Applications

Get your application noticed – cut out the fluff

If you want to get an interview – and I’m guessing most of you do – then you need to avoid the most basic application mistake: padding. Otherwise known as filler, fluff and waffle. Whether you’re writing a CV, cover letter or application form, the rules of the selection game are clear – give the recruiter what they want. Evidence. Evidence that you have the skills (and maybe the experience) to do the job in hand. delete-190What they categorically don’t want is your life story and empty clichés.

I just had a nose at the application process for Sky and they couldn’t be more explicit: Don’t waffle. Give us the main details (you can elaborate at interview)Lloyd’s Insurance make it pretty clear too: Be concise. We’d love to find out all about you, but there’ll be plenty of time for that beyond the application form.  Give yourself the best chance at the application stage by sticking to the facts. Yes, you’ll need to elaborate – after all we haven’t quite moved to Twitter style applications – but there’s a huge difference between relevant detail and pointless verbiage.

The application form

Recruiters use application forms as they allow for  both ease of comparison between candidates and against the required competencies. This also means there is less room to hide, and a weak, poorly constructed application will stand out – for all the wrong reasons!

  • If there is a maximum (or suggested) word count, stick to it. Some forms will have scrolling boxes (despite the word limit)  but you don’t have to fill them.  Don’t repeat yourself just to cover the white space.
  • Use the CARE technique (also known as STAR) to help you structure your answers, and put the emphasis firmly on what you did and what you achieved. Don’t waste words (and the recruiter’s time) with a long preamble.
  • Employers know you’re not the finished article, so you may need to provide evidence of potential, rather than direct experience but the key here is evidence. It’s no good answering a question about problem solving or leadership and failing to mention specifics.
  • Don’t try to make a little go a long way by stretching the truth, embellishing your answers or simply padding with descriptive – but ultimately empty –  answers. If you really are struggling to find enough content, then you check in with a job search adviser and get some feedback.  It may be you need to sit this one out and find ways to develop your skills and experience for future applications.

The cover letter

You need to think of your cover letter as a ‘hook’: something to tempt and encourage the recruiter. If they like what they read at this stage, the chances are they’ll take a glance at your CV. Get it wrong and they’ll simply move on to the next candidate. Recruiters are time poor, so you need to make their job as easy and pain-free as possible.

  • Get to the point – quickly. Who are you and why are you writing? Is it in response to an advertised role or speculatively.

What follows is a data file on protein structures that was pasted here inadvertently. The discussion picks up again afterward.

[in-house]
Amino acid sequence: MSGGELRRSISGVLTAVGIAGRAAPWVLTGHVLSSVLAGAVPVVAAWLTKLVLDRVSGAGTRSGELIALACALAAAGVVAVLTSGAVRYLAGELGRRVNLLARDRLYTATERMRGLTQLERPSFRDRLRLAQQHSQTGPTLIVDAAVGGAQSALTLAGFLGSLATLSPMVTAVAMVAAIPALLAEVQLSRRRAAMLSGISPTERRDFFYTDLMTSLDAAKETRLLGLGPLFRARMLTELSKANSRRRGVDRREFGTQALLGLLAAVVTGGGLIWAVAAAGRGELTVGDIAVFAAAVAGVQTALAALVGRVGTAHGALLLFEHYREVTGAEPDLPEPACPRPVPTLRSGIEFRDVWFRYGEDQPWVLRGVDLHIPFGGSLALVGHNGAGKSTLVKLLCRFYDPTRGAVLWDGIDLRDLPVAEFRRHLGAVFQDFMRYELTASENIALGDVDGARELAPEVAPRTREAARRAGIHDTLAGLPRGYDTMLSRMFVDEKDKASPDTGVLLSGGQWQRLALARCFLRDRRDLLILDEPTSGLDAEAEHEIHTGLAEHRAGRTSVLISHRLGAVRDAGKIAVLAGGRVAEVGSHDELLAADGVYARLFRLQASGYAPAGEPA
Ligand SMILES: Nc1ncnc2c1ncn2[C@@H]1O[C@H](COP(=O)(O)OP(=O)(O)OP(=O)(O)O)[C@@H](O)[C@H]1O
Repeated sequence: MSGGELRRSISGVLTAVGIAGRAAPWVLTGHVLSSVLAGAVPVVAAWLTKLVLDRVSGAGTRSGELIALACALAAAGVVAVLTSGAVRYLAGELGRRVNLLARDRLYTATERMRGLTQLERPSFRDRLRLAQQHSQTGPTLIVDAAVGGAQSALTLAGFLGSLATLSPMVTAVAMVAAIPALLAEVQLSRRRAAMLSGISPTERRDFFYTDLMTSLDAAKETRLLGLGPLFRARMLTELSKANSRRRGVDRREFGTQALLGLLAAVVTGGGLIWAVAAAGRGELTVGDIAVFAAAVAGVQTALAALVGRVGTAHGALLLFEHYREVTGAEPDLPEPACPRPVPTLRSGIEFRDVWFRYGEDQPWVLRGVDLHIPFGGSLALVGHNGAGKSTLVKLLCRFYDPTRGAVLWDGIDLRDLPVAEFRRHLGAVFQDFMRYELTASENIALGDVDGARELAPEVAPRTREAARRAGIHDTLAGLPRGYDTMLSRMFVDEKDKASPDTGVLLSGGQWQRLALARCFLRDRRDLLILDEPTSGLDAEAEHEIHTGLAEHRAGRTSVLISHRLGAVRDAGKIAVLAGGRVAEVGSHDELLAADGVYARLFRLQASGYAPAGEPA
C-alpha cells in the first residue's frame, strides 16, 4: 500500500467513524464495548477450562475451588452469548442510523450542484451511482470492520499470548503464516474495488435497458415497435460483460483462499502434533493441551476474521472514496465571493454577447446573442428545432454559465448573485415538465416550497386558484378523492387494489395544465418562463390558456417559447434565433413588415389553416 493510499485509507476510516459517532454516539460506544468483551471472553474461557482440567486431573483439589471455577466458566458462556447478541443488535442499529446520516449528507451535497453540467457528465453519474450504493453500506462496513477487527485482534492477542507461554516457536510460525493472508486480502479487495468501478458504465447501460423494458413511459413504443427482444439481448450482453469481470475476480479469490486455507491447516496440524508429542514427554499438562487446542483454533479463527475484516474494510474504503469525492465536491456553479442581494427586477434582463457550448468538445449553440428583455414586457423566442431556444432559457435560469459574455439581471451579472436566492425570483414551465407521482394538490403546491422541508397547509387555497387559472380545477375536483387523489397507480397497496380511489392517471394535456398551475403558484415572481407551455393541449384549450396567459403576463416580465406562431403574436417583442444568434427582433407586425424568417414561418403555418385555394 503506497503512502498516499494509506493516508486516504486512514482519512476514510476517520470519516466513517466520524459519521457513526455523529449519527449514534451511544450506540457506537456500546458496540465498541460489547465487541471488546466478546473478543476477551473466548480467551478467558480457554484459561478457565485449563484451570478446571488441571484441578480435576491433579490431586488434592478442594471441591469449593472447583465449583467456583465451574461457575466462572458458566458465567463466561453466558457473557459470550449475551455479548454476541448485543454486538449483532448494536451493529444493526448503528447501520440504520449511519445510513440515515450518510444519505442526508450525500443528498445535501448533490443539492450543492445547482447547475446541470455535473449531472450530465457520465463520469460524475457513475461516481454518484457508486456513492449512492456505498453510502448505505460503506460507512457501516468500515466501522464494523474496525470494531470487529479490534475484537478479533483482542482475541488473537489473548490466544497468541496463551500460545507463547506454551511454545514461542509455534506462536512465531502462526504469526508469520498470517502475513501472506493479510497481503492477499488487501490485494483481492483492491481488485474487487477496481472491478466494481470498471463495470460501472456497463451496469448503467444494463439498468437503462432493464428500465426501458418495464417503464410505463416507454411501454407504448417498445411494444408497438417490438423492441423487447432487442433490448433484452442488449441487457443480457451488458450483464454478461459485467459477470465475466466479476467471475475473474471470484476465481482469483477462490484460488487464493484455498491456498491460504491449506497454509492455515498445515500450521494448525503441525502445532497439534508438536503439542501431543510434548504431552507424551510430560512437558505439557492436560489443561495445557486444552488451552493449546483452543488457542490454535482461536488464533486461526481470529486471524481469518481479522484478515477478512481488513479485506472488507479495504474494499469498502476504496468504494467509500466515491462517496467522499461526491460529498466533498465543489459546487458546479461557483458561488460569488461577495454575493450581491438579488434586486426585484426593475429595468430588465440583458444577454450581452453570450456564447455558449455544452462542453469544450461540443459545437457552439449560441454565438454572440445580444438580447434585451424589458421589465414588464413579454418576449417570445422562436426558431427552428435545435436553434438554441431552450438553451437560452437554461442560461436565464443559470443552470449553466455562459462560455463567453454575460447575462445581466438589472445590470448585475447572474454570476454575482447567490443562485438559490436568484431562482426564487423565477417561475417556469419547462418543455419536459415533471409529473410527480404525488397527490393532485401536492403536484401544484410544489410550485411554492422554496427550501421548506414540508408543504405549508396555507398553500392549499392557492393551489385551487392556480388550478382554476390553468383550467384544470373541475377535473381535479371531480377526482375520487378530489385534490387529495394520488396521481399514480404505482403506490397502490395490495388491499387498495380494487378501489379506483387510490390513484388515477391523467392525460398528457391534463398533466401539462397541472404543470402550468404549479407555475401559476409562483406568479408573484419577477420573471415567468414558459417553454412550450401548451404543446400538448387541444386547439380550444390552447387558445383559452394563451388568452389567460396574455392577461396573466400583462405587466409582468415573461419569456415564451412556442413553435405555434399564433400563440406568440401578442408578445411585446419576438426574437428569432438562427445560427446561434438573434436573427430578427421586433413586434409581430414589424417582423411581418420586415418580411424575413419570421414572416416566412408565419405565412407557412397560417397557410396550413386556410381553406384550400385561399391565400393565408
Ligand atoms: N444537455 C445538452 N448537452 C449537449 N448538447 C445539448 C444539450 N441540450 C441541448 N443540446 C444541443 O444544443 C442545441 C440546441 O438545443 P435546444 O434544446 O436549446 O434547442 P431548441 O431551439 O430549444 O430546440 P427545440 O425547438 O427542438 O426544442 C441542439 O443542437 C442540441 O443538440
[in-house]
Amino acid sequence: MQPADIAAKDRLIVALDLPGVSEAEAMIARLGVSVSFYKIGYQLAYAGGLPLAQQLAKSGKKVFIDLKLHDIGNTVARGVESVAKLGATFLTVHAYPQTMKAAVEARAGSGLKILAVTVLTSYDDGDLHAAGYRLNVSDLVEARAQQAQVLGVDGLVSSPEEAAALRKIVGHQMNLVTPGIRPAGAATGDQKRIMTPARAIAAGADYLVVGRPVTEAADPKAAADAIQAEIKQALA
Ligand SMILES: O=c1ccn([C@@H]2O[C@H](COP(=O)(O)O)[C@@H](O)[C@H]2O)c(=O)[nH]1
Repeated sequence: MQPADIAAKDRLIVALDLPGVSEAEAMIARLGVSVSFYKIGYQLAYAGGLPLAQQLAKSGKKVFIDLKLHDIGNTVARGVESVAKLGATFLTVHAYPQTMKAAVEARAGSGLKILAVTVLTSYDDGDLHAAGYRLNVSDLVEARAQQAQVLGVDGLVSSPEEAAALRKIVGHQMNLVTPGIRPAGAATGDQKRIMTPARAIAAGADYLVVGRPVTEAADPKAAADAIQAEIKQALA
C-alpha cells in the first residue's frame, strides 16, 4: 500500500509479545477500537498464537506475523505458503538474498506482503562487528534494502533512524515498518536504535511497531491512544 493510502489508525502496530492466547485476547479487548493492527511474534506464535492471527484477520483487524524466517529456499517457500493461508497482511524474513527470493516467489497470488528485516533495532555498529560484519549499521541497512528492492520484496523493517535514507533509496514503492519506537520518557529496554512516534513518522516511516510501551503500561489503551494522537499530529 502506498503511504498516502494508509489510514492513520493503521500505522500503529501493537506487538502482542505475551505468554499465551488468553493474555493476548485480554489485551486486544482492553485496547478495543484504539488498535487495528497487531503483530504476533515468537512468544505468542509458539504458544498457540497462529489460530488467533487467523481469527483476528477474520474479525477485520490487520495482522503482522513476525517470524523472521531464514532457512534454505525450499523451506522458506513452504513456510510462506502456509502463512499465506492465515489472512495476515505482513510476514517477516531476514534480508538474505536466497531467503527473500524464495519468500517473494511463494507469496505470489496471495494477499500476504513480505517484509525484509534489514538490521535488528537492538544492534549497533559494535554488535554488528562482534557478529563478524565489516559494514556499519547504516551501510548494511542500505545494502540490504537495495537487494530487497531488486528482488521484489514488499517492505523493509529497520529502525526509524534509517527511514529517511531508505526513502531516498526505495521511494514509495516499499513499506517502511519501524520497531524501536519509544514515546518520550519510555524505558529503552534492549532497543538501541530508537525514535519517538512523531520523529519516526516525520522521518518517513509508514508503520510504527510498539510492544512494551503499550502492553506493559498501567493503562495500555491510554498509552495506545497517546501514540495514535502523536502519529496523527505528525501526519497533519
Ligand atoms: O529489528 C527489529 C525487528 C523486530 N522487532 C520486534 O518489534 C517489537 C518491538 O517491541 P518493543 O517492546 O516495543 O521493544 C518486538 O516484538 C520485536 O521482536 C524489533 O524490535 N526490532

• Keep the language precise and business like. Avoid using long, complicated prose – it usually sounds pompous and artificial.If you are applying for journalism placements or internships, you can afford to be more creative but you still need to choose your words carefully. Make every one count!
  • Be specific. Past achievements are not 100% reliable in dictating future performance, but they point in the right direction. Have you increased turnover in a family business? Have you had articles commissioned by a paper/magazine? Have you been active in the
  • At the graduate level you may not have direct experience in the industry/sector, so highlight the experience you do have and draw a very clear connection between skills acquired and skills required (for the role).
  • If you stick to the formula: opening (1st para); why them (2nd para); why you (3rd para) and conclusion (4th para) you won’t go far wrong.

The CV

You may find it hard to let go of some experiences and achievements, but a CV is not meant to document your entire life history.  As you progress through university, earlier incidents – whether jobs, awards or achievements – assume less relevance. I’m certainly not suggesting you adopt a ‘slash and burn’ approach, but you do need to be more selective.

  • Think twice before you include a career objective/personal profile.  Most of the time, they simply fall into the filler category and are more likely to annoy than entice an employer.
  • Tailor your CV to the role. By all means keep a ‘master’ version which includes all your information and then use this to cherry pick the relevant bits. Use the job – and person – spec as your guide.  If they’ve asked for evidence of x skill, but not y, then don’t waste your time – or theirs – including evidence of y! There’s plenty of time at the interview stage to show what a stellar, all-round candidate you are.
  • Focus on recent content. You may have been Head Girl/First Violin in the School Orchestra/Won the school debating competition, but a graduate recruiter simply isn’t interested.  If you’re a first year undergrad looking for work experience, you might get away with school based experiences, but finalists…..no.
  • Use powerful keywords that mirror the job spec and show how you will add value to an organisation.
  • Avoid  meaningless jargon. Ask yourself honestly: can you really claim to be a ‘creative visionary’, with a ‘proven track record’ and ‘substantive experience in the finance sector’ (yes, I really have seen all of these on a student’s CV!).  Recruiters will tend to ignore these overblown statements –  stick to objective facts.

Remember, employers are looking for reasons to screen candidates out of the selection process. Don’t bury your skills and achievements under a mountain of waffle – you won’t get a second chance.

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